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I can’t seem to set well in my standing back tuck

lc.rey

New Member
Gymnast
Jan 2, 2020
1
Country
USA
I can do it off of a four panel mat, but I’ve watched my videos and my arms do not go up at all in my set. I don’t know how I’m making it over, but my form is very bad and I want to fix this. Here is my issue, whenever I do jump up and set properly, I don’t rotate very fast, and I don’t land it. And, if I rotate well, my set was not good. I feel that I do not have enough time to get my arms up in my set. I think I’m jumping enough. My direction (up) seems good too because I land very close to the place I started from. Any strategies or drills I can use that might help me? Any help is appreciated.
 

Gymbird4

New Member
Proud Parent
Gymnast
Fan
Dec 8, 2019
18
44
Country
USA
Have you tried jumping and tucking onto a big mat or block. This helped my daughter a lot when she was struggling to set.
 

Coach Will

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Former Gymnast
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Feb 5, 2020
2
30
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USA
In a back tuck we are taught to go straight up for the set, but often that results in the hips not doing what they’re supposed to unless you’re told. Despite the common method of landing in the same exact spot, you’ll likely move just a bit, albeit you don’t want more than the space of your feet. This is because in a backtuck the hips have to be pressed in the set, giving a very very subtle arch in the back. Dry very subtle. The motion from the pressed hips into the tuck with your knees coming through your set, results in the speed of the actual tuck. If you are setting up all the way, your hips may not be pressed, instead more of a hollow feel, and when you tuck, there is no potential energy built up from that, making for a very slow tuck. It would be easier to see a video, that’s just one of the many things that could be going on. You also could be dropping your arms to grab your tuck, which would reverse the momentum of the flip and cause it to slow drastically.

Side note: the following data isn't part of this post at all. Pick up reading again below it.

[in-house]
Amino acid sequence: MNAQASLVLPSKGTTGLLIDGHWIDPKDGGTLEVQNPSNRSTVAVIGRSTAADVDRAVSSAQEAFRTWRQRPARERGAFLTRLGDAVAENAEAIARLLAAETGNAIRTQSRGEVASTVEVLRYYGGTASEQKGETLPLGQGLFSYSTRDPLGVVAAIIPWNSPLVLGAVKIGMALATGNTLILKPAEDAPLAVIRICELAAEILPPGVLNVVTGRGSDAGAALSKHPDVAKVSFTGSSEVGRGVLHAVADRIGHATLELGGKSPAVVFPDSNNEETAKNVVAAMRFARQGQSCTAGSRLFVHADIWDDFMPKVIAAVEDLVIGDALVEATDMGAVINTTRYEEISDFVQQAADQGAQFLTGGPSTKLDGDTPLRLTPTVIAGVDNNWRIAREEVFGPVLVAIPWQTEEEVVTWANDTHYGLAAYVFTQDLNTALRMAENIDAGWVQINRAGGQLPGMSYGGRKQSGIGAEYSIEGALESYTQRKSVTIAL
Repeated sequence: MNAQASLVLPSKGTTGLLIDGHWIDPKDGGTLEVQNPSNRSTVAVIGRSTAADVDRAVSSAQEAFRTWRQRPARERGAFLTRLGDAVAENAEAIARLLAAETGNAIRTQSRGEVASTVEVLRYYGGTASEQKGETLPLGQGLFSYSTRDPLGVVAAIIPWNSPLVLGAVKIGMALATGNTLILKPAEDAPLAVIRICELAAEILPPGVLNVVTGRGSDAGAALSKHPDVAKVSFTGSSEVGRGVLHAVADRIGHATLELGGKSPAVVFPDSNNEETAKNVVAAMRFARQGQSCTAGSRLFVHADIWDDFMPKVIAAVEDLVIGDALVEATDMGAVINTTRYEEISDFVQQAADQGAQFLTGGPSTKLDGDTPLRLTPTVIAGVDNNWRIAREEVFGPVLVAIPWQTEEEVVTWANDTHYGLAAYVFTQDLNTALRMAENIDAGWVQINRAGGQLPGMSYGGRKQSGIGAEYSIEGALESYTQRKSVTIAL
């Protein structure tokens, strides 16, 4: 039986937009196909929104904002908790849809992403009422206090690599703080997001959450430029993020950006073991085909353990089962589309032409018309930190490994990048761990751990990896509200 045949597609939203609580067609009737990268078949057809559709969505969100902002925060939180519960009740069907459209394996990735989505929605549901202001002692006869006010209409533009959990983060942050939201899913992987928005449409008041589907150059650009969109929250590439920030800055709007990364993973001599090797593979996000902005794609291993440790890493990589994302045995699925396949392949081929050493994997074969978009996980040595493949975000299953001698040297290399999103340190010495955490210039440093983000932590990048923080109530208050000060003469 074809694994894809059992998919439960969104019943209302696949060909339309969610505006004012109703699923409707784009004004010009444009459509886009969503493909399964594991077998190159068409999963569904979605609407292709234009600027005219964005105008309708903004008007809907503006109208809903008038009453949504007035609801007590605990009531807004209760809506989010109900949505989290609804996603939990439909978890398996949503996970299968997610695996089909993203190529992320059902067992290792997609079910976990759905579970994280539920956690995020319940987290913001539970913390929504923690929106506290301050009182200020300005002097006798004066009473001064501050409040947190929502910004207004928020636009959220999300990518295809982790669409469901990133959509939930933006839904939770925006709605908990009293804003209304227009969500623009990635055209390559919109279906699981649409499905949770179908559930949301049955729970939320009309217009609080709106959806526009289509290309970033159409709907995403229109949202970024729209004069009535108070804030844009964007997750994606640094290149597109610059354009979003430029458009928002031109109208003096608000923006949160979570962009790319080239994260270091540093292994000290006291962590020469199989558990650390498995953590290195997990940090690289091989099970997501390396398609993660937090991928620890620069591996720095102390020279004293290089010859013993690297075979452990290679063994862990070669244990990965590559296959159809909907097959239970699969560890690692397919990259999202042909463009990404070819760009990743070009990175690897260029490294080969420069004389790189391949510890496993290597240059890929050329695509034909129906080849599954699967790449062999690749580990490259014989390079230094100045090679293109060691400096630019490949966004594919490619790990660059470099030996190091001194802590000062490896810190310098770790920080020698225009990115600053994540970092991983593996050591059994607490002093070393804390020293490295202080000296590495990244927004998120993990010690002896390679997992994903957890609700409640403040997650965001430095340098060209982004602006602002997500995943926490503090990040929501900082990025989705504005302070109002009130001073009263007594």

but it sounds like you have good rotations when the set is thrown back incorrectly, meaning you are in “Squeezed” “pressed” or “arched“ position before the tuck, which builds up potential energy, like a rubber band being pulled backbefore letting it go. You want that slight squeeze of the hips, but not at the expense of your head going back, or your back over arching out You also may have an incorrect angle from your knees. If your standing tuck has an acute angle in your knees, that will want to be changed to somewhere between a right angle to a slightly obtuse angle, this way your tuck has better speed, and you land with your feet under you vs behind your center of gravity. That is considered a “cheat” or “hack” by many,as a completely correct tuck requires something a small bit different, but it each it this way and students do well here with their standing tucks. It takes time to build the necessary strength and power to give a perfect ten tuck.
as for drills, do some back tucked rolls Making sure you aren’t landing in your knees. Only goes., then stack some mats about shoulder height, with maybe an incline at the top, straight jump and pull the backward roll at the top. Work toward making sure you initiate the tuck at the apex of the jump, and when you are touching the mat for the backward roll, you shouldbe landing on your shoulder blades /upper back first. Your chin should be tucked, but only from the lower body pulling up and your chest coming to your chin, not your chin going down to your chest.
‘again, hard to know the exact problem without seeing, make sure you feel your hips pressing outward some on the takeoff to build up the energy for the rotation speed when you tuck. Again. Hard to know without seeing it, but this may be of some help? Hope so!
-Coach Will
 

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